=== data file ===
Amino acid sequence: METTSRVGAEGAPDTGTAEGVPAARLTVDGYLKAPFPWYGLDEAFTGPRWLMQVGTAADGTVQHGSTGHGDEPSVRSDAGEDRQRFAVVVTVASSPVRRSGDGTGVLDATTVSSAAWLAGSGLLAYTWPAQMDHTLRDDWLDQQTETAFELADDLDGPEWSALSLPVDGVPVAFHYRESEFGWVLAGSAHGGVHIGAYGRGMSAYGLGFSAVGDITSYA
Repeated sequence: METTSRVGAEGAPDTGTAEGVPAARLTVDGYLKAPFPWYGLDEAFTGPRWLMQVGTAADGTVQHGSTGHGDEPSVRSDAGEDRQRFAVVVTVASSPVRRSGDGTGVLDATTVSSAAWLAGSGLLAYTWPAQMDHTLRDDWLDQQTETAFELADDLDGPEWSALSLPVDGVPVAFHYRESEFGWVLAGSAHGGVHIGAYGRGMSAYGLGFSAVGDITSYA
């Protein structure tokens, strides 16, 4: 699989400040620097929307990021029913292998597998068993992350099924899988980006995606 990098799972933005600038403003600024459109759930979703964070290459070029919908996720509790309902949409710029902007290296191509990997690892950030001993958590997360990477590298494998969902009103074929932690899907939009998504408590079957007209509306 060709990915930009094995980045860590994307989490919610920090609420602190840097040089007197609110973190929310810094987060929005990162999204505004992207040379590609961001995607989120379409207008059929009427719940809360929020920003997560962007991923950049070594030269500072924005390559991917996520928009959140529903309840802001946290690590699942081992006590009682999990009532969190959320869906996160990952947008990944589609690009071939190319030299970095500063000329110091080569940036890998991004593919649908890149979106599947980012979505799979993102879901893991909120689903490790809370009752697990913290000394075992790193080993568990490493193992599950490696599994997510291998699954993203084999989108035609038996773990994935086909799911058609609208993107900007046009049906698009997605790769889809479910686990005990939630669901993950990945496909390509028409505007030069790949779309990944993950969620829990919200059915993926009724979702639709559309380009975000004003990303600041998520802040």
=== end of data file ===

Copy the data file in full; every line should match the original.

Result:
Amino acid sequence: METTSRVGAEGAPDTGTAEGVPAARLTVDGYLKAPFPWYGLDEAFTGPRWLMQVGTAADGTVQHGSTGHGDEPSVRSDAGEDRQRFAVVVTVASSPVRRSGDGTGVLDATTVSSAAWLAGSGLLAYTWPAQMDHTLRDDWLDQQTETAFELADDLDGPEWSALSLPVDGVPVAFHYRESEFGWVLAGSAHGGVHIGAYGRGMSAYGLGFSAVGDITSYA
Repeated sequence: METTSRVGAEGAPDTGTAEGVPAARLTVDGYLKAPFPWYGLDEAFTGPRWLMQVGTAADGTVQHGSTGHGDEPSVRSDAGEDRQRFAVVVTVASSPVRRSGDGTGVLDATTVSSAAWLAGSGLLAYTWPAQMDHTLRDDWLDQQTETAFELADDLDGPEWSALSLPVDGVPVAFHYRESEFGWVLAGSAHGGVHIGAYGRGMSAYGLGFSAVGDITSYA
């Protein structure tokens, strides 16, 4: 699989400040620097929307990021029913292998597998068993992350099924899988980006995606 990098799972933005600038403003600024459109759930979703964070290459070029919908996720509790309902949409710029902007290296191509990997690892950030001993958590997360990477590298494998969902009103074929932690899907939009998504408590079957007209509306 060709990915930009094995980045860590994307989490919610920090609420602190840097040089007197609110973190929310810094987060929005990162999204505004992207040379590609961001995607989120379409207008059929009427719940809360929020920003997560962007991923950049070594030269500072924005390559991917996520928009959140529903309840802001946290690590699942081992006590009682999990009532969190959320869906996160990952947008990944589609690009071939190319030299970095500063000329110091080569940036890998991004593919649908890149979106599947980012979505799979993102879901893991909120689903490790809370009752697990913290000394075992790193080993568990490493193992599950490696599994997510291998699954993203084999989108035609038996773990994935086909799911058609609208993107900007046009049906698009997605790769889809479910686990005990939630669901993950990945496909390509028409505007030069790949779309990944993950969620829990919200059915993926009724979702639709559309380009975000004003990303600041998520802040």